God’s Own Country

God’s Own Country, often abbreviated to Godzone or less often Godzown, is a phrase that has been used for more than 100 years by New Zealanders to describe their homeland. It has subsequently been adopted by some other countries, notably Australia, but this has declined as the phrase has become increasingly associated with New Zealand[citation needed]. In recent years the phrase has been adopted as a slogan by the tourism department of the Kerala state government in India.
Contents [hide]
1 Early uses
1.1 United States
1.2 Elsewhere
2 New Zealand
3 Australia
4 Rhodesia
5 Kerala, India
6 Yorkshire
7 References
[edit]Early uses

[edit]United States
The phrase found sporadic use prior to the 1890s to describe several American regions. It was used by the Confederate army to describe parts of Tennessee in the 1860s.[1] The phrase was also used to describe California in the 1860s,[2] and by Clement Laird Vallandigham to describe the land of the Mississippi plains [3] None of these remained a widely used to describe a region, though it is still occasionally used to describe the United States overall.[4]
[edit]Elsewhere
Before its American usages, the expression had been used to describe the Wicklow Mountains of Ireland by Edward du Bois under the pseudonym “A Knight Errant” in 1807,[5] and in a poem describing the English county of Surrey in 1839.[6] The phrase was also used in its more literal meaning to refer to Heaven, in a poem by Elizabeth Harcourt Rolls Mitchell in 1857.[7]
[edit]New Zealand

The earliest recorded use of the phrase as applied to New Zealand was as the title of a poem about New Zealand written by Thomas Bracken.[8] It was published in a book of his poems in 1890, and again in 1893 in a book entitled Lays and Lyrics: God’s Own Country and Other Poems.[9] God’s Own Country as a phrase was often used and popularised by New Zealand’s longest serving prime minister, Richard John Seddon. He last quoted it on June 10, 1906 when he sent a telegram to the Victorian premier, Thomas Bent, the day before leaving Sydney to return home to New Zealand. “Just leaving for God’s own country,” he wrote. He never made it, dying the next day on the ship Oswestry Grange.[10] Bracken’s God’s Own Country is less well known internationally than God Defend New Zealand which he published in 1876. The latter poem, set to music by John Joseph Woods, was declared the country’s national hymn in 1940, and made the second national anthem of New Zealand along with God Save the Queen in 1977.
[edit]Australia

In Australia, the phrase “God’s Country” is often used to describe the Sutherland Shire in southern Sydney. [11]
[edit]Rhodesia

The phrase “God’s own country” was heard during the 1970s in Rhodesia (formerly: Southern Rhodesia, now: Zimbabwe), where most people perceived the land as beautiful despite the ongoing Bush War of the time. Evidence of the phrase being used earlier in reference to Rhodesia is found in Chartered Millions: Rhodesia and the Challenge to the British Commonwealth by John Hobbis Harris, published 1920 by Swarthmore Press (refer to page 27). The phrase “Godzone” is distinctly different and was not used in Rhodesia.
[edit]Kerala, India

Official logo of the Kerala Government Tourism Department.
Kerala is a state in south-west India, which is a top tourist destination. The National Geographic’s Traveller magazine names Kerala as one of the “ten paradises of the world”[12] and “50 must see destinations of a lifetime”.[13] Travel and Leisure names Kerala as “One of the 100 great trips for the 21st century”.[12]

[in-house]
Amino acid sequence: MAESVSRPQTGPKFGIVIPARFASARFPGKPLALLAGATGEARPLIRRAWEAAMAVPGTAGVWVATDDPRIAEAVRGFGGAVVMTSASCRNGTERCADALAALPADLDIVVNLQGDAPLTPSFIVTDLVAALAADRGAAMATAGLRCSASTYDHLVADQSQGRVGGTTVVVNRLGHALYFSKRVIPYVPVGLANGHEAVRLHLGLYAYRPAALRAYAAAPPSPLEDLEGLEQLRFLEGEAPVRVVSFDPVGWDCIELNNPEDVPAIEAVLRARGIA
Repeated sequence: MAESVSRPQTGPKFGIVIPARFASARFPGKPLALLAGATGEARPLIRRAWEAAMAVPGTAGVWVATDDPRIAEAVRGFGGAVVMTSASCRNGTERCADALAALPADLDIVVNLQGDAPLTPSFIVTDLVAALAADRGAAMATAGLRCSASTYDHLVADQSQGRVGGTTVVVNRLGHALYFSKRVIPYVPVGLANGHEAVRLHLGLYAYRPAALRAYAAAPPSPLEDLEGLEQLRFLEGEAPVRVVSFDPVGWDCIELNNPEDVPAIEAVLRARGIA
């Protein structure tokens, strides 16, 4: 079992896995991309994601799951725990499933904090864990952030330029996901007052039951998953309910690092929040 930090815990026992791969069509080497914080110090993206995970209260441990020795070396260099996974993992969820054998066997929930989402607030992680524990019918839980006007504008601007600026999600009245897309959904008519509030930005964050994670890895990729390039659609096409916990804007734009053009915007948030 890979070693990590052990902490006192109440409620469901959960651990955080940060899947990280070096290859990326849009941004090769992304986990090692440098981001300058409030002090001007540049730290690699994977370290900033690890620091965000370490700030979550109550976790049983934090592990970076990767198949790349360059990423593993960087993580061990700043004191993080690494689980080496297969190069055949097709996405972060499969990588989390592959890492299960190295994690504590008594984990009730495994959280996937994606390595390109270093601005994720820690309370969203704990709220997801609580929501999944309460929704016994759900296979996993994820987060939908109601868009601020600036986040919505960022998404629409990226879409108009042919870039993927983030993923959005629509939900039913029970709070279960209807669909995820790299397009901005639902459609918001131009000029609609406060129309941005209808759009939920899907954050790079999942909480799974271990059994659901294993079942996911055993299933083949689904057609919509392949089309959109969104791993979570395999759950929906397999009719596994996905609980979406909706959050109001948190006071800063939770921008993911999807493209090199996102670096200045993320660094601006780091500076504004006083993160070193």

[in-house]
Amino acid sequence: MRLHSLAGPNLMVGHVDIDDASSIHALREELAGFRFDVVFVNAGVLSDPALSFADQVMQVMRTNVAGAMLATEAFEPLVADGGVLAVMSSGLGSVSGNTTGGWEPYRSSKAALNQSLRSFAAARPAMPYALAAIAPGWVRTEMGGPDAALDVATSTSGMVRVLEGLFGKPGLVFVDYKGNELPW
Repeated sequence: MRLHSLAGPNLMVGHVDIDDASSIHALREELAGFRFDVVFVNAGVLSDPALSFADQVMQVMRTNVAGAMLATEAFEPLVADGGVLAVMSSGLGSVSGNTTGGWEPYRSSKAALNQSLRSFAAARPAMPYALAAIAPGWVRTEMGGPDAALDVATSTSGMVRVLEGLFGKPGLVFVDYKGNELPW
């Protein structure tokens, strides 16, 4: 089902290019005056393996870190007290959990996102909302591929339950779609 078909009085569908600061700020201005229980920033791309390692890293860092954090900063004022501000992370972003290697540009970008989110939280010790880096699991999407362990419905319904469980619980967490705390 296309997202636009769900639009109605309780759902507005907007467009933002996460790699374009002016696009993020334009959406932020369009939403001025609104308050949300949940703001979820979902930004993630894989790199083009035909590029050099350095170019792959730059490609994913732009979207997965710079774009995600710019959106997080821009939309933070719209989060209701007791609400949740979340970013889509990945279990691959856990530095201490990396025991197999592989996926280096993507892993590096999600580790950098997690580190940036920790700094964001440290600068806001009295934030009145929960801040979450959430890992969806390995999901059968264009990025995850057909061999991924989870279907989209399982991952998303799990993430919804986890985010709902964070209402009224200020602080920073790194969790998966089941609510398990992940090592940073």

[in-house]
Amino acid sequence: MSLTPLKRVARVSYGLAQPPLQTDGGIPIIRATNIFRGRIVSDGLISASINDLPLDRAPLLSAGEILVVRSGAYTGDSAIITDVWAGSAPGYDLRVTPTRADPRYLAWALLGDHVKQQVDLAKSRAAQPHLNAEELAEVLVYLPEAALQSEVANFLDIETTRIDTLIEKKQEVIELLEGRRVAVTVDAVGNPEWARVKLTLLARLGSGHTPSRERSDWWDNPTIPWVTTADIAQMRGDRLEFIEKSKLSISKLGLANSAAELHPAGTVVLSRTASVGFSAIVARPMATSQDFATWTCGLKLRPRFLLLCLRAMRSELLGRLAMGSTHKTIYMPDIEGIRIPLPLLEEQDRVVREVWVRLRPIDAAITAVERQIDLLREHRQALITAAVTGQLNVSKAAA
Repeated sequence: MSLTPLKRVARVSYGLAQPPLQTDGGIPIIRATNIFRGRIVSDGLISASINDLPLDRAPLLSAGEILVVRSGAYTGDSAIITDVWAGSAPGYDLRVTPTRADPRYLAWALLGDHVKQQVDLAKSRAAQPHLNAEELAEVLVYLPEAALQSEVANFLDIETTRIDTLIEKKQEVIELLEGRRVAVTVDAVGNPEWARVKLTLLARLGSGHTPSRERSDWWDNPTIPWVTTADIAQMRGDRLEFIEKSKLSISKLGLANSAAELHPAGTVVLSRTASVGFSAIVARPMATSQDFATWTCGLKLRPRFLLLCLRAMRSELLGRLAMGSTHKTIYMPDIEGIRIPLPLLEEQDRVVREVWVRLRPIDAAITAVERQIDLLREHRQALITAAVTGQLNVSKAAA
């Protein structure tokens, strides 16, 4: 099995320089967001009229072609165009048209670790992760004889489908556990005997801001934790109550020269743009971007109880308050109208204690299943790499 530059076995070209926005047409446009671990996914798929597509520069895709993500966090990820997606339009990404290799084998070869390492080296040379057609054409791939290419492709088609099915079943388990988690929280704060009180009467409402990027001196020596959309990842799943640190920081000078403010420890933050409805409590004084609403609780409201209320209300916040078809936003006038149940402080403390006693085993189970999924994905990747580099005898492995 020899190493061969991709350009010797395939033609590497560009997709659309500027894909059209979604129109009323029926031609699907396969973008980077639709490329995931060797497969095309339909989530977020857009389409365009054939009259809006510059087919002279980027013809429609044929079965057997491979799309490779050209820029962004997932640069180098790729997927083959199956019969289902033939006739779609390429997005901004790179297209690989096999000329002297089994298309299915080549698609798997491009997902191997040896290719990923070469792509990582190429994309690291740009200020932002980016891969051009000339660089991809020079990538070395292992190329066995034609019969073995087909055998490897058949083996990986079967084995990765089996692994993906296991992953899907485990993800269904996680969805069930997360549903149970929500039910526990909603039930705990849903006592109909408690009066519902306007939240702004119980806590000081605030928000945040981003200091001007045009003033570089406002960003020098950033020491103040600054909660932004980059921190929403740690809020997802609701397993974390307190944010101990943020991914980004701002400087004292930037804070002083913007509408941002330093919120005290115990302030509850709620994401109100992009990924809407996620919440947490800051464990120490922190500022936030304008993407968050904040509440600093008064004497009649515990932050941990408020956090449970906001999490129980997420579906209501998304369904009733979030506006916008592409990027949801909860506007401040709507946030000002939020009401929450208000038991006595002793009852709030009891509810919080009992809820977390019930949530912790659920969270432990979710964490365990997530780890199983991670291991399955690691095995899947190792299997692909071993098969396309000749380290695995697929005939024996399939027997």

The Kerala Government Tourism Department, a government department in charge of promoting tourism has adopted the slogan God’s Own Country for its campaigns.[14]
[edit]Yorkshire

In the United Kingdom the phrase is commonly used by people to describe Yorkshire, England’s largest county.[15][16][17] This is used interchangeably with God’s Own County.[18][19][20]
Scotland is also referred to as ‘God’s Country’ because of the beautiful landscapes and countryside.
[edit]References

^ Loring, F.W., and Atkinson, C.F. (1869) Cotton culture and the South considered with reference to emigration, p. 71. Google Books.
^ Annual report of the State Board of Agriculture, Volume 4, Missouri State Board of Agriculture 1869, p. 468. Google Books.
^ Speeches, arguments, addresses, and letters of Clement L. Vallandigham 1864, p. 211. Google Books.
^ For example, in the title of Stephen Bates’ book God’s Own Country: Power and Religion in the USA: Religion and Politics in the USA.
^ Du Bois, E. (1805) My pocket book: or, Hints for “A ryghte merrie and conceitede” tour by “A Knight Errant”, p. 23. Google Books.
^ Hone, W. (ed) (1839) The year book, of daily recreation & information, p. 469. Google Books.
^ Mitchell, E.H.R. “To The memory of J.C.S.” in First Fruits: Poems, p. 79. Google books.
^ Project Gutenburg Australia, Bracken, Thomas
^ Dictionary Of New Zealand Biography
^ [1]
^ The Sutherland Shire, God’s Country
^ a b “Kerala Tourism: Paradises in the world”. The Hindu. 2004-05-11. Retrieved 2012-02-20.
^ “Kerala – The Gateway of India”. Forbes. Retrieved 2012-01-03.
^ Gods Own Country, Kerala
^ Ward, David (24 October 2007). “An ark park for God’s own country”. London: Guardian Unlimited. Retrieved 2010-05-03.
^ Duncan, Hannah (10 August 2012). “Yorkshire back up to 12th in Olympic medal table after Nicola Adams’s gold”. Metro. Retrieved 2012-11-18.
^ “Yorkshire 10th in Olympic medal table”. Yahoo Eurosport. 6 August 2012. Retrieved 2012-11-18.
^ “God’s own county”. London: Guardian Unlimited. 2 June 2006. Retrieved 2010-05-03.
^ “What’s so special about Yorkshire?”. BBC News. 1 August 2006.
^ “Ee bah gum! If Yorkshire was a country, it would be higher in the Olympic medal table than South Africa, Japan and Australia”. Daily Mail. 5 August 2012. Retrieved 2012-11-18.
http://en.wikipedia.org/wiki/God’s_Own_Country

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